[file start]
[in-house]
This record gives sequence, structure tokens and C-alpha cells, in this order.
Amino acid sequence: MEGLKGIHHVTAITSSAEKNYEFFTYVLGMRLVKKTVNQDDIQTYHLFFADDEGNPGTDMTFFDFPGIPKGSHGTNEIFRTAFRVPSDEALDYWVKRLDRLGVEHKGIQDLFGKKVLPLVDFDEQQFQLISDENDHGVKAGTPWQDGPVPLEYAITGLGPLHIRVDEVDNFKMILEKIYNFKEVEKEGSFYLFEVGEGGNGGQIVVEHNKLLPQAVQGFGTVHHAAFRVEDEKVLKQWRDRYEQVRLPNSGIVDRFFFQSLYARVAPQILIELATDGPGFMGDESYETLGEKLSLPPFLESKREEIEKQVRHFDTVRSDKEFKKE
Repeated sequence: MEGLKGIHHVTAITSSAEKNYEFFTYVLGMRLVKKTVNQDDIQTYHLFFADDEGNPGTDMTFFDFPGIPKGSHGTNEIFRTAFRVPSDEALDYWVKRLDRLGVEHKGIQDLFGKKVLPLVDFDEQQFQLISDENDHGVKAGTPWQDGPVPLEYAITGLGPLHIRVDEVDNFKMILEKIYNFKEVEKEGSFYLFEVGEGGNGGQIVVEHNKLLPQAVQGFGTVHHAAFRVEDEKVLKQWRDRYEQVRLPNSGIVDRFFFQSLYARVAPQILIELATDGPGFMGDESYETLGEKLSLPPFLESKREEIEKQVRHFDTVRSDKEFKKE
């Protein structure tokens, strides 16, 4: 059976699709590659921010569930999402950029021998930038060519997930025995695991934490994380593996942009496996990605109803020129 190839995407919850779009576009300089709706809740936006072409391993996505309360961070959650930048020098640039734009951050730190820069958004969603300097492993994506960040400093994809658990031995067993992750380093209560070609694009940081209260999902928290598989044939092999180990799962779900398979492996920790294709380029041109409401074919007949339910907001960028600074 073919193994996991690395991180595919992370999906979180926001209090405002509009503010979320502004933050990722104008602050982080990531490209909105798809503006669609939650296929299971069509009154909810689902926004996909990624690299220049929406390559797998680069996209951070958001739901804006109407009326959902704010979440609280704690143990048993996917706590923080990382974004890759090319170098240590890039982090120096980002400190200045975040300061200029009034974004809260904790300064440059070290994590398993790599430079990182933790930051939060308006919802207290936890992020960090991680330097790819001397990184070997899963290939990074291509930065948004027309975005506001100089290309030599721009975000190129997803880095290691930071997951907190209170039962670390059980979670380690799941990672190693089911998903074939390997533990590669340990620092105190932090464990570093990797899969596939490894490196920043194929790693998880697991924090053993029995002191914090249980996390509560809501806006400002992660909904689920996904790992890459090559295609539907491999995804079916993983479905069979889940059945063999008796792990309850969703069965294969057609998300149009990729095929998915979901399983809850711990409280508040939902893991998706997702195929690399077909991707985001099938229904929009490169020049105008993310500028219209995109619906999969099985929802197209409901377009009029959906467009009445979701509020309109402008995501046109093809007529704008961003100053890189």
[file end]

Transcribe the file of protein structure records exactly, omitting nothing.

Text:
[in-house]
This record gives sequence, structure tokens and C-alpha cells, in this order.
Amino acid sequence: MEGLKGIHHVTAITSSAEKNYEFFTYVLGMRLVKKTVNQDDIQTYHLFFADDEGNPGTDMTFFDFPGIPKGSHGTNEIFRTAFRVPSDEALDYWVKRLDRLGVEHKGIQDLFGKKVLPLVDFDEQQFQLISDENDHGVKAGTPWQDGPVPLEYAITGLGPLHIRVDEVDNFKMILEKIYNFKEVEKEGSFYLFEVGEGGNGGQIVVEHNKLLPQAVQGFGTVHHAAFRVEDEKVLKQWRDRYEQVRLPNSGIVDRFFFQSLYARVAPQILIELATDGPGFMGDESYETLGEKLSLPPFLESKREEIEKQVRHFDTVRSDKEFKKE
Repeated sequence: MEGLKGIHHVTAITSSAEKNYEFFTYVLGMRLVKKTVNQDDIQTYHLFFADDEGNPGTDMTFFDFPGIPKGSHGTNEIFRTAFRVPSDEALDYWVKRLDRLGVEHKGIQDLFGKKVLPLVDFDEQQFQLISDENDHGVKAGTPWQDGPVPLEYAITGLGPLHIRVDEVDNFKMILEKIYNFKEVEKEGSFYLFEVGEGGNGGQIVVEHNKLLPQAVQGFGTVHHAAFRVEDEKVLKQWRDRYEQVRLPNSGIVDRFFFQSLYARVAPQILIELATDGPGFMGDESYETLGEKLSLPPFLESKREEIEKQVRHFDTVRSDKEFKKE
């Protein structure tokens, strides 16, 4: 059976699709590659921010569930999402950029021998930038060519997930025995695991934490994380593996942009496996990605109803020129 190839995407919850779009576009300089709706809740936006072409391993996505309360961070959650930048020098640039734009951050730190820069958004969603300097492993994506960040400093994809658990031995067993992750380093209560070609694009940081209260999902928290598989044939092999180990799962779900398979492996920790294709380029041109409401074919007949339910907001960028600074 073919193994996991690395991180595919992370999906979180926001209090405002509009503010979320502004933050990722104008602050982080990531490209909105798809503006669609939650296929299971069509009154909810689902926004996909990624690299220049929406390559797998680069996209951070958001739901804006109407009326959902704010979440609280704690143990048993996917706590923080990382974004890759090319170098240590890039982090120096980002400190200045975040300061200029009034974004809260904790300064440059070290994590398993790599430079990182933790930051939060308006919802207290936890992020960090991680330097790819001397990184070997899963290939990074291509930065948004027309975005506001100089290309030599721009975000190129997803880095290691930071997951907190209170039962670390059980979670380690799941990672190693089911998903074939390997533990590669340990620092105190932090464990570093990797899969596939490894490196920043194929790693998880697991924090053993029995002191914090249980996390509560809501806006400002992660909904689920996904790992890459090559295609539907491999995804079916993983479905069979889940059945063999008796792990309850969703069965294969057609998300149009990729095929998915979901399983809850711990409280508040939902893991998706997702195929690399077909991707985001099938229904929009490169020049105008993310500028219209995109619906999969099985929802197209409901377009009029959906467009009445979701509020309109402008995501046109093809007529704008961003100053890189």